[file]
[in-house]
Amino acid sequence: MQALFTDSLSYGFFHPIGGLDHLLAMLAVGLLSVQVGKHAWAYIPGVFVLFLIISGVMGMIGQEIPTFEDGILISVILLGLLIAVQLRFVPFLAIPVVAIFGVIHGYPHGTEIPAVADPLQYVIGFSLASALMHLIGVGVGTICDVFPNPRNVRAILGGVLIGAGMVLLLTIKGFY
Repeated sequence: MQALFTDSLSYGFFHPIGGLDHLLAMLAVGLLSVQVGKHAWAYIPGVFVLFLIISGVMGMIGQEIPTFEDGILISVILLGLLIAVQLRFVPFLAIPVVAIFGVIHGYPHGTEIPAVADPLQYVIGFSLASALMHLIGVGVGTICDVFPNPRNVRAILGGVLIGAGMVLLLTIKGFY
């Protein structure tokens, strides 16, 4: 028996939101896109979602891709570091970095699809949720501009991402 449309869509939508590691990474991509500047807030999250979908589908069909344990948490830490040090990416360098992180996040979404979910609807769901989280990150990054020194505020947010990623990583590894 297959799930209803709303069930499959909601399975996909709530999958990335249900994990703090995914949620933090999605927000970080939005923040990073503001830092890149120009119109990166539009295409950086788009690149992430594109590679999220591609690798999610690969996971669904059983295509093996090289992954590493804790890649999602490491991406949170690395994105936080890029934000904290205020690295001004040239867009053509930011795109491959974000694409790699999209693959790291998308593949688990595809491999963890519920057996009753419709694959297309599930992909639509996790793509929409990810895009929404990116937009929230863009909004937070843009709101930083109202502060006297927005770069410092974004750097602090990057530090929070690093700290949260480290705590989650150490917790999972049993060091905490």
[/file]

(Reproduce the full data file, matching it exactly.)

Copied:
[in-house]
Amino acid sequence: MQALFTDSLSYGFFHPIGGLDHLLAMLAVGLLSVQVGKHAWAYIPGVFVLFLIISGVMGMIGQEIPTFEDGILISVILLGLLIAVQLRFVPFLAIPVVAIFGVIHGYPHGTEIPAVADPLQYVIGFSLASALMHLIGVGVGTICDVFPNPRNVRAILGGVLIGAGMVLLLTIKGFY
Repeated sequence: MQALFTDSLSYGFFHPIGGLDHLLAMLAVGLLSVQVGKHAWAYIPGVFVLFLIISGVMGMIGQEIPTFEDGILISVILLGLLIAVQLRFVPFLAIPVVAIFGVIHGYPHGTEIPAVADPLQYVIGFSLASALMHLIGVGVGTICDVFPNPRNVRAILGGVLIGAGMVLLLTIKGFY
């Protein structure tokens, strides 16, 4: 028996939101896109979602891709570091970095699809949720501009991402 449309869509939508590691990474991509500047807030999250979908589908069909344990948490830490040090990416360098992180996040979404979910609807769901989280990150990054020194505020947010990623990583590894 297959799930209803709303069930499959909601399975996909709530999958990335249900994990703090995914949620933090999605927000970080939005923040990073503001830092890149120009119109990166539009295409950086788009690149992430594109590679999220591609690798999610690969996971669904059983295509093996090289992954590493804790890649999602490491991406949170690395994105936080890029934000904290205020690295001004040239867009053509930011795109491959974000694409790699999209693959790291998308593949688990595809491999963890519920057996009753419709694959297309599930992909639509996790793509929409990810895009929404990116937009929230863009909004937070843009709101930083109202502060006297927005770069410092974004750097602090990057530090929070690093700290949260480290705590989650150490917790999972049993060091905490």